Amid the current COVID wave, which is shutting down Broadway shows at a moment’s notice, no major cast changes marred the opening of this new Rigoletto production by Bartlett Sher. Certainly, there were no announcements that so-and-so is ailing but will sing anyway. No one with ailments of any kind is allowed in the stage door, said Peter Gelb, the Met’s general manager.
Whew! The Rigoletto cast looked good on paper but was even better upon arrival. Tenor Piotr Beczala as the Duke and especially baritone Quinn Kelsey in the title role are both excellent examples of artists emerging from lockdown with singing that’s self-surpassing, both vocally and interpretively. Even better, one could truly hear what they were doing: The singers were sympathetically showcased by conductor Daniele Rustioni, and, whether or not you loved the production, by Sher’s direction.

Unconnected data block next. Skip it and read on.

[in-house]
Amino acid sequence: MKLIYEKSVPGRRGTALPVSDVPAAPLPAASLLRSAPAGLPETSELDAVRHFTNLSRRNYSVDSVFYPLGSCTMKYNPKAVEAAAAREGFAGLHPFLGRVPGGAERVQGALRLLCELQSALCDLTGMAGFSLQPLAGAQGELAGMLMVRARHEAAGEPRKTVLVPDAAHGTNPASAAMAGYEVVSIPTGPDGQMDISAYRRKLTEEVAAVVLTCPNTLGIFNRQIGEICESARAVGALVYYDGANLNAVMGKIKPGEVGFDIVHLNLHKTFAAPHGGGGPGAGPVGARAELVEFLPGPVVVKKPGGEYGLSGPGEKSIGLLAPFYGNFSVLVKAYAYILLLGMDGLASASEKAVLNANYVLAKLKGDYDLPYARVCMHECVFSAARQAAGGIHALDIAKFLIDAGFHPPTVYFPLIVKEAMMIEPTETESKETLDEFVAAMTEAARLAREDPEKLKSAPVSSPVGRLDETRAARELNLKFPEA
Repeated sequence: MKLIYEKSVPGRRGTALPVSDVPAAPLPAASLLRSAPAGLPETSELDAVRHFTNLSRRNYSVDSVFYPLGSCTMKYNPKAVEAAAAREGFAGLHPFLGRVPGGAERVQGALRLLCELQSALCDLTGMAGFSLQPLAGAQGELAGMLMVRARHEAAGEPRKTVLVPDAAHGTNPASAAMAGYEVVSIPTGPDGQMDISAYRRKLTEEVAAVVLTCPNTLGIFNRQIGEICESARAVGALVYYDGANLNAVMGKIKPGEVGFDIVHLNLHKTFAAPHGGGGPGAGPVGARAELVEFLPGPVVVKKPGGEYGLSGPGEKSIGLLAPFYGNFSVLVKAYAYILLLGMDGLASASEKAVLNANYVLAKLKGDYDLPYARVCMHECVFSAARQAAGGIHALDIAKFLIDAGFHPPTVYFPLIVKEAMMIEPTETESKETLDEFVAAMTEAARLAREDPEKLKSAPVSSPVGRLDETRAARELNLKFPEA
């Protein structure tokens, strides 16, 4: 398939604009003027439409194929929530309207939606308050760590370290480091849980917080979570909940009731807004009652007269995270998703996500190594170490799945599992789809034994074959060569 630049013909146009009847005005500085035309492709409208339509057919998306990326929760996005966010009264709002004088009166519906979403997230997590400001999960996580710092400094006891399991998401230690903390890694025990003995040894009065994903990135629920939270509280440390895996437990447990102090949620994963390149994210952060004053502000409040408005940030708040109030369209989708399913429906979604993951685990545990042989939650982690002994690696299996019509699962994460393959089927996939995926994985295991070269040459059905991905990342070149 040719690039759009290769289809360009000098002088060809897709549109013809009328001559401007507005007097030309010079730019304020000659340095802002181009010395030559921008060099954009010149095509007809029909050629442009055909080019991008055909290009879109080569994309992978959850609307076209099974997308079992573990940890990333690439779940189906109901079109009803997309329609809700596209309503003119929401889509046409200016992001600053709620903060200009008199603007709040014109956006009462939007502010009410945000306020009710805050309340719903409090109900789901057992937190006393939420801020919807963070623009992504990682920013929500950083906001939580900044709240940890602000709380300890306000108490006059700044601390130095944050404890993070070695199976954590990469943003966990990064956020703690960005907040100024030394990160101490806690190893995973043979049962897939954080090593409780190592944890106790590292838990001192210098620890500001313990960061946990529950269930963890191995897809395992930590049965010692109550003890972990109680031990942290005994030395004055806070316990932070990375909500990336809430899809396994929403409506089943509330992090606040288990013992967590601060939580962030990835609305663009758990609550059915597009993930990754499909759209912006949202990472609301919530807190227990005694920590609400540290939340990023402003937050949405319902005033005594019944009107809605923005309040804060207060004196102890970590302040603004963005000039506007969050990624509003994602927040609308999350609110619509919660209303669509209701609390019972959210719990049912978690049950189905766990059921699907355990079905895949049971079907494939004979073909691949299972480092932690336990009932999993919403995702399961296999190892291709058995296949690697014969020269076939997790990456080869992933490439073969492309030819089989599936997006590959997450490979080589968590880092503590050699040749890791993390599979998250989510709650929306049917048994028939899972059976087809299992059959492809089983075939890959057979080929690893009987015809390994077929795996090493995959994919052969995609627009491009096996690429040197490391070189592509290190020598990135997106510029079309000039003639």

Amid the towering pillars of Michael Yeargan’s revolving sets, singers often stood outside the core of the setting, with the panorama of their lives in the Duke of Mantua’s court going by behind them but with the many relevant details of their performances becoming unmissable, thanks to their front-and-center stage placement. One later scene was actually played against a fairly blank, rustic-looking wall. That could prompt accusations that the production looked unfinished. Instead, the stage picture encouraged undivided attention. Some of my earliest and best Verdi experiences (including Il Trovatore at Cincinnati Opera in 1974) were on a virtually bare stage. So much theatrical information is heard in the vocal lines and the subtle, constantly changing orchestral writing around them that, one could argue, anything else is frosting on a cake that doesn’t need it.